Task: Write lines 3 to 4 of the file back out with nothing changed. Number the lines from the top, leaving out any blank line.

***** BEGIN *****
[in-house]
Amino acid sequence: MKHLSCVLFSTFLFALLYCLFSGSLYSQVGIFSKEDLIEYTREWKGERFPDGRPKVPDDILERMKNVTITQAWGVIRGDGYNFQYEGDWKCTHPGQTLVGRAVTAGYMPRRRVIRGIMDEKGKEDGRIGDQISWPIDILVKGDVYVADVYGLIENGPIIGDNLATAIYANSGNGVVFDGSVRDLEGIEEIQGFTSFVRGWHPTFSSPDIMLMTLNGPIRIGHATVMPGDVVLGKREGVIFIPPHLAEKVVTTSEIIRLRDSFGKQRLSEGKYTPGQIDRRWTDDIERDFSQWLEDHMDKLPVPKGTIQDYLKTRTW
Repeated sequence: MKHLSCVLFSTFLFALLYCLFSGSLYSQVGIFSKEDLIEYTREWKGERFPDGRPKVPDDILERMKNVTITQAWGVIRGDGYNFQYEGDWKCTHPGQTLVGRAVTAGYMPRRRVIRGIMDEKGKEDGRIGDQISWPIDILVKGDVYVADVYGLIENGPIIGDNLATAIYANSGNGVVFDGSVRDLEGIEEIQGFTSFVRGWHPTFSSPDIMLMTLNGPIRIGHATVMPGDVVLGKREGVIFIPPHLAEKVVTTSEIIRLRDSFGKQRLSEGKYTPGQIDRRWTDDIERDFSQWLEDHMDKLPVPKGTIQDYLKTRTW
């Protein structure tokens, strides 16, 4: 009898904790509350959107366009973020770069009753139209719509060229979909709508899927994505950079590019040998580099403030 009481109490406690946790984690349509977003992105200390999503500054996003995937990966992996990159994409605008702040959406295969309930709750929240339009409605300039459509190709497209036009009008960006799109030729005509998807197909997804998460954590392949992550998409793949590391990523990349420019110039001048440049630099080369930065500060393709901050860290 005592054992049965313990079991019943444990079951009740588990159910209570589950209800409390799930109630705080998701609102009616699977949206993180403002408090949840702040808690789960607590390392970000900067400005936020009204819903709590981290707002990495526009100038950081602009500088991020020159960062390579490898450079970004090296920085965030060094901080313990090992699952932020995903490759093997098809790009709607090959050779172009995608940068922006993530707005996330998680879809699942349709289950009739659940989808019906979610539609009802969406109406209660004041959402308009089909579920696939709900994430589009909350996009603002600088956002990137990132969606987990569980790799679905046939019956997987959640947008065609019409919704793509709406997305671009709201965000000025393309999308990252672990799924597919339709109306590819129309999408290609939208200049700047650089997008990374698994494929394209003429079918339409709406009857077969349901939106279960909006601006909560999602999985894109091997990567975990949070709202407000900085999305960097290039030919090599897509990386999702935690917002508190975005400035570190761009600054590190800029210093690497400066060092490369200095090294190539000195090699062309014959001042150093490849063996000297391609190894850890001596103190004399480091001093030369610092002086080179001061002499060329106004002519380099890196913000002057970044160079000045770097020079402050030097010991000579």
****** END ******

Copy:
Repeated sequence: MKHLSCVLFSTFLFALLYCLFSGSLYSQVGIFSKEDLIEYTREWKGERFPDGRPKVPDDILERMKNVTITQAWGVIRGDGYNFQYEGDWKCTHPGQTLVGRAVTAGYMPRRRVIRGIMDEKGKEDGRIGDQISWPIDILVKGDVYVADVYGLIENGPIIGDNLATAIYANSGNGVVFDGSVRDLEGIEEIQGFTSFVRGWHPTFSSPDIMLMTLNGPIRIGHATVMPGDVVLGKREGVIFIPPHLAEKVVTTSEIIRLRDSFGKQRLSEGKYTPGQIDRRWTDDIERDFSQWLEDHMDKLPVPKGTIQDYLKTRTW
């Protein structure tokens, strides 16, 4: 009898904790509350959107366009973020770069009753139209719509060229979909709508899927994505950079590019040998580099403030 009481109490406690946790984690349509977003992105200390999503500054996003995937990966992996990159994409605008702040959406295969309930709750929240339009409605300039459509190709497209036009009008960006799109030729005509998807197909997804998460954590392949992550998409793949590391990523990349420019110039001048440049630099080369930065500060393709901050860290 005592054992049965313990079991019943444990079951009740588990159910209570589950209800409390799930109630705080998701609102009616699977949206993180403002408090949840702040808690789960607590390392970000900067400005936020009204819903709590981290707002990495526009100038950081602009500088991020020159960062390579490898450079970004090296920085965030060094901080313990090992699952932020995903490759093997098809790009709607090959050779172009995608940068922006993530707005996330998680879809699942349709289950009739659940989808019906979610539609009802969406109406209660004041959402308009089909579920696939709900994430589009909350996009603002600088956002990137990132969606987990569980790799679905046939019956997987959640947008065609019409919704793509709406997305671009709201965000000025393309999308990252672990799924597919339709109306590819129309999408290609939208200049700047650089997008990374698994494929394209003429079918339409709406009857077969349901939106279960909006601006909560999602999985894109091997990567975990949070709202407000900085999305960097290039030919090599897509990386999702935690917002508190975005400035570190761009600054590190800029210093690497400066060092490369200095090294190539000195090699062309014959001042150093490849063996000297391609190894850890001596103190004399480091001093030369610092002086080179001061002499060329106004002519380099890196913000002057970044160079000045770097020079402050030097010991000579």